HAPpy People - Lars Rutkowski

January 15, 2019

Meet Lars Rutkowski, who can hold his breath as long as it takes to read this, no matter how slow you read. 

Have you always been part fish? How did you first find swimming?
I've always liked the water, but it wasn't a big part of my life until I was introduced to Underwater Hockey. That was the gateway drug to fin swimming, which led to freediving on our coast and open water swimming for fun and fitness. 

How did you discover the River Huggers?

A good diving friend of mine, Josh Humbert, told me about swimming with the River Huggers. I joined him and found it was a lot more fun than swimming laps in a pool.

You have the open water look down—with snorkel, lights that look like earmuffs and big old fins. From the surface it often looks like a floatation device connected to a submarine crossing the river.
Ha! Ya, I swim with the Huggers to help train for freediving and Underwater Hockey. I use the gear I would for my typical pool workout – snorkel, fins, and mask. Last summer I started using a buoy for the first time. I didn't like how it pinned me to the surface, so I put a longer tether on it so I could swim freely underwater. Instead of being the disappearing/reappearing swimmer, I'm now the ghost buoy.

When you swim with the Huggers you have a method. The first lap is all underwater and kicking and the second is about breathing? What do you actually do and why?
It would be awesome to do a 400-yard under! I'd only need to surface to see where I was going. Actually, in trying to avoid a pool workout I did develop a little structure to my crossings, an ascending workout. Each crossing would start out at cruise pace. Let the pod get into rhythm, stretch out, warm up. Around halfway my path is generally clear enough I can start swimming unders. A timer would really help here. Alternating 15 to 17 seconds under, and 2-3 breaths (5-7sec) on the surface. Repeat until you’re across. If I'm feeling slow, it may slide to more 50/50 under/over. 

On the surface, I almost always do flutter kick, underneath a dolphin kick for core strength. I'll do this same routine with my kick board on another crossing, and with my coach in my mind saying "Last one, fast one!" 

If I need to throw on some sprints, I'll do intervals with my kickboard,  pushing it sideways under the surface like a bulldozer. That way, I can stay with the pod. But it makes a hell of a wake. It's a really good reason to do it in open water. You may wonder what I do with my kickboard after I crossed with it. I glued some strong magnets to my board and my buoy. I just click them together.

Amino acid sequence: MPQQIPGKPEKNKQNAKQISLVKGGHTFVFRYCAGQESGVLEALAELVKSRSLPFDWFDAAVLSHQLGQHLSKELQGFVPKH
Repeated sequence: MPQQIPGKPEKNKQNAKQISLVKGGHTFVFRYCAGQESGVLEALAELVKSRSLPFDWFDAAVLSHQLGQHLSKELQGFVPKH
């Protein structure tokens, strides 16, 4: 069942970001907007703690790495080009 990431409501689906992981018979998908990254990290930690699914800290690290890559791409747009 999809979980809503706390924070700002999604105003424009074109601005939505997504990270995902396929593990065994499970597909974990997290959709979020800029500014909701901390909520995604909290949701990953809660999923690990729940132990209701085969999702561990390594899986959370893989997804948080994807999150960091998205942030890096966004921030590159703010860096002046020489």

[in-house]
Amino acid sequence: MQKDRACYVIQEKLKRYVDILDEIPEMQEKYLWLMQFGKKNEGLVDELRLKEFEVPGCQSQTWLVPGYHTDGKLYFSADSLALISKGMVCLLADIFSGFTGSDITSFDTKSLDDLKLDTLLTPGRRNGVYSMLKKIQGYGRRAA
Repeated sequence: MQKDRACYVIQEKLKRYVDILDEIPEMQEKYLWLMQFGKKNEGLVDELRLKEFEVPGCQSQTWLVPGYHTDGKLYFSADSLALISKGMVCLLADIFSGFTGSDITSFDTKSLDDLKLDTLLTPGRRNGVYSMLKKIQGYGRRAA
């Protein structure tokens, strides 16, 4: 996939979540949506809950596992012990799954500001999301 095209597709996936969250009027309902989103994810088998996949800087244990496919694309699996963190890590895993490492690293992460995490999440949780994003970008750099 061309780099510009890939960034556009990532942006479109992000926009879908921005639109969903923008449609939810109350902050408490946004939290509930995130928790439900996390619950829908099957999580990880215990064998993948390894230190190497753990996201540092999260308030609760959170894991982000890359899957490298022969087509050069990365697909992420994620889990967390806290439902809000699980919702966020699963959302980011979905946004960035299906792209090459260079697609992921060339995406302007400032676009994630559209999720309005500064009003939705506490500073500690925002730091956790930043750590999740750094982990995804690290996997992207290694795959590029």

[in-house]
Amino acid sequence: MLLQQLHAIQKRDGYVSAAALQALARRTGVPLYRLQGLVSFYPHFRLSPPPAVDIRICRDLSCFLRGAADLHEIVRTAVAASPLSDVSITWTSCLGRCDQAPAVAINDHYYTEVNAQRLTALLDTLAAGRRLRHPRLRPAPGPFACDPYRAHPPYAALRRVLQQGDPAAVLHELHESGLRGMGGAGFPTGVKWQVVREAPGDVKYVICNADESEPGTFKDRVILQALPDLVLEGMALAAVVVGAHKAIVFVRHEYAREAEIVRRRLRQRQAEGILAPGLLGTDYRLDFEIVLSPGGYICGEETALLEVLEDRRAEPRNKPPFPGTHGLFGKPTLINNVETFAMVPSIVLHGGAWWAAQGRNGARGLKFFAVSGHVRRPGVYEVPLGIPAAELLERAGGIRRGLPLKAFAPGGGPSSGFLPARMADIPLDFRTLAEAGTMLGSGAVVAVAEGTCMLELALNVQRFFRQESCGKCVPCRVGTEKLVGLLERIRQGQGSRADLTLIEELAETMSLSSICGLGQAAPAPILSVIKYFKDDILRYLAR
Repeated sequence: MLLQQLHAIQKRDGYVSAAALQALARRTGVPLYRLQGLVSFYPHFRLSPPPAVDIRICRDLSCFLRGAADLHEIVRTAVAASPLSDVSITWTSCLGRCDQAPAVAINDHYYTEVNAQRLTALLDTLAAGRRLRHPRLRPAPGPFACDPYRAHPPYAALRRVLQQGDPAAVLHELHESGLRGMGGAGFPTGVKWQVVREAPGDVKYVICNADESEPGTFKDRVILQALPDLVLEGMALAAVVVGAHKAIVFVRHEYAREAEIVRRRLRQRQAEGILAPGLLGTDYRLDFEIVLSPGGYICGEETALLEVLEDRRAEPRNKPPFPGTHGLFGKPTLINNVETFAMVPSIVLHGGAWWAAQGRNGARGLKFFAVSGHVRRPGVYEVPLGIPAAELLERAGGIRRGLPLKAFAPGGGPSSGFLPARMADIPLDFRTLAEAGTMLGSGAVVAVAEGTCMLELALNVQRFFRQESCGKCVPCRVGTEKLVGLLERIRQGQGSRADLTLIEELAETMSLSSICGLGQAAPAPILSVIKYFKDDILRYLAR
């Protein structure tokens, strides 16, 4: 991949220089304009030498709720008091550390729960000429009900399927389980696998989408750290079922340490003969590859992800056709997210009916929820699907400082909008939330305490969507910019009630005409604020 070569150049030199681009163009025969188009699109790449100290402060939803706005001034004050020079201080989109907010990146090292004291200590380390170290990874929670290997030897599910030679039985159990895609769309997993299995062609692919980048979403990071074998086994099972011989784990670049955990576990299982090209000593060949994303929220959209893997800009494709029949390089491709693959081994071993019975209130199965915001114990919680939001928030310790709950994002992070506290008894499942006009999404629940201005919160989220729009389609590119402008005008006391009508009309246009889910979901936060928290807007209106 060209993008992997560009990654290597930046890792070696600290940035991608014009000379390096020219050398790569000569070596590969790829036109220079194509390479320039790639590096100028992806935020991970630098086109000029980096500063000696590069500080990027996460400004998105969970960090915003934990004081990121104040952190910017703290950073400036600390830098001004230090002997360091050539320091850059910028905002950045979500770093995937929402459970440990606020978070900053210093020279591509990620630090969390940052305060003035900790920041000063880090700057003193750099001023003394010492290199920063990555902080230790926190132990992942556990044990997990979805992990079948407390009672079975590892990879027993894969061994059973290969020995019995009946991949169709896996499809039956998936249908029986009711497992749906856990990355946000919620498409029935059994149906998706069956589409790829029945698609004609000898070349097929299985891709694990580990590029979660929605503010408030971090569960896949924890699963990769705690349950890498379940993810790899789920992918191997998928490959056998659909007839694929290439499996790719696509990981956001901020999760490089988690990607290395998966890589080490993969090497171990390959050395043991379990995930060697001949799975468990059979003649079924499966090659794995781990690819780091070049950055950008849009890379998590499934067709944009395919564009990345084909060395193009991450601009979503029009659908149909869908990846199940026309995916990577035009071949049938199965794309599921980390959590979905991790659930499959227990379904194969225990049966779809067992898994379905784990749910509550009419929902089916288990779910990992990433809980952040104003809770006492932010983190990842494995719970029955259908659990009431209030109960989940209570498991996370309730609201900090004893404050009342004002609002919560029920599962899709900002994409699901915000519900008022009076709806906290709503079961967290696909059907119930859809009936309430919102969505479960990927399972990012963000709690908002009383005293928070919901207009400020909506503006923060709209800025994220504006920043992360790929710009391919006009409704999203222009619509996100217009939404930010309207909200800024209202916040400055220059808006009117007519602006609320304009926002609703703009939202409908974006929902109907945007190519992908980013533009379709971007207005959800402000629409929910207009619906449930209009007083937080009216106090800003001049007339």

What do you think about when you swim? 
I think about the clarity of the water, its movement, the people around me, and the things we find in it. Any thoughts not in the water tend to float away. 

In winter, you are still swimming in open water. Tell us about your recent swim in Puget Sound. Do you hope to swim all through the winter outdoors? 
Yes, while the main Hugger group has stopped for the season, some of us continue to swim weekly as the temperature has slowly dropped. The Columbia, at this time, is around 42°. With proper shore support, I can swim skins for 20 to 25 minutes. It can be a jolt to get in, but once adjusted to the temperature I can enjoy the swim and see how the river has changed that day. Being acclimated to these temperatures has led to some fun trips with friends. Most recently, in the South Puget Sound. We swam in the salty water, explored derelict boats, and collected oysters.
What has been your favorite swim of the past year? Is there one that was particularly memorable?

I would have to say my swims in Lost Lake and Timothy Lake. Although not very long swims, the water clarity makes exploring its shores fun, and with great people, makes good photos.

Do you have a particular swim you dream of doing?
Out on the coast I've spent a lot of time freediving around Haystack Rock. I usually kayak or ride on a friend’s zodiac to get off shore. I've swam through the surf half way out to meet some friends on a boat, but never all the way. I'd like to swim skins all the way out, around Haystack and back. Having fins would make it an assisted swim, but I don't care, my fins are a part of me. The hardest part of doing that swim, for me, would be resisting the urge to stop, relax my breath, and dive down to explore with the freedom of not having a wetsuit.

Tell us about your boat. How does she fit into your life? 

I’ve found the more time I spend in or on the water, the happier I am. With this thought, I have my sailboat. I plan to fix it up and eventually live on it full time, with dreams of going south to Baja, and across the Pacific.

What do you do in real life?
I'm a custom metal fabricator. I form, cut, drill, and weld aluminum, stainless and steel into useful items. I was building commercial beer brewing equipment but I'm currently looking for something else. Hopefully next summer I’ll be able keep this fun morning swim routine with a new employer.

How long can you hold your breath under water?
My answer is long enough. I can hold my breath long enough to stalk fish, pull scallops from rocks, and catch crab. You can cover a lot of ground in a minute if you move efficiently. During a hockey practice, 15 seconds is a long time to hold your breath. It’s a fast game and play moves around a lot.

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